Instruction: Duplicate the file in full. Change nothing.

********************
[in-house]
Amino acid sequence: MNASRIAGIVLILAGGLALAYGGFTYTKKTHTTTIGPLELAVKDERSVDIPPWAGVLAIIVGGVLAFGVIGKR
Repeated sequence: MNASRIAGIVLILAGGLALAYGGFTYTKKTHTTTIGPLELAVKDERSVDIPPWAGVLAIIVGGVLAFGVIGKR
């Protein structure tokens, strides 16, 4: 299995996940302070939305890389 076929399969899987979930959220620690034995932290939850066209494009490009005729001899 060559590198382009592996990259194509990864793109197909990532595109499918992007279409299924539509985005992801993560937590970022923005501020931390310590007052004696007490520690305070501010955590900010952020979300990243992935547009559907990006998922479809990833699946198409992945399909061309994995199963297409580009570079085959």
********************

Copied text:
[in-house]
Amino acid sequence: MNASRIAGIVLILAGGLALAYGGFTYTKKTHTTTIGPLELAVKDERSVDIPPWAGVLAIIVGGVLAFGVIGKR
Repeated sequence: MNASRIAGIVLILAGGLALAYGGFTYTKKTHTTTIGPLELAVKDERSVDIPPWAGVLAIIVGGVLAFGVIGKR
């Protein structure tokens, strides 16, 4: 299995996940302070939305890389 076929399969899987979930959220620690034995932290939850066209494009490009005729001899 060559590198382009592996990259194509990864793109197909990532595109499918992007279409299924539509985005992801993560937590970022923005501020931390310590007052004696007490520690305070501010955590900010952020979300990243992935547009559907990006998922479809990833699946198409992945399909061309994995199963297409580009570079085959």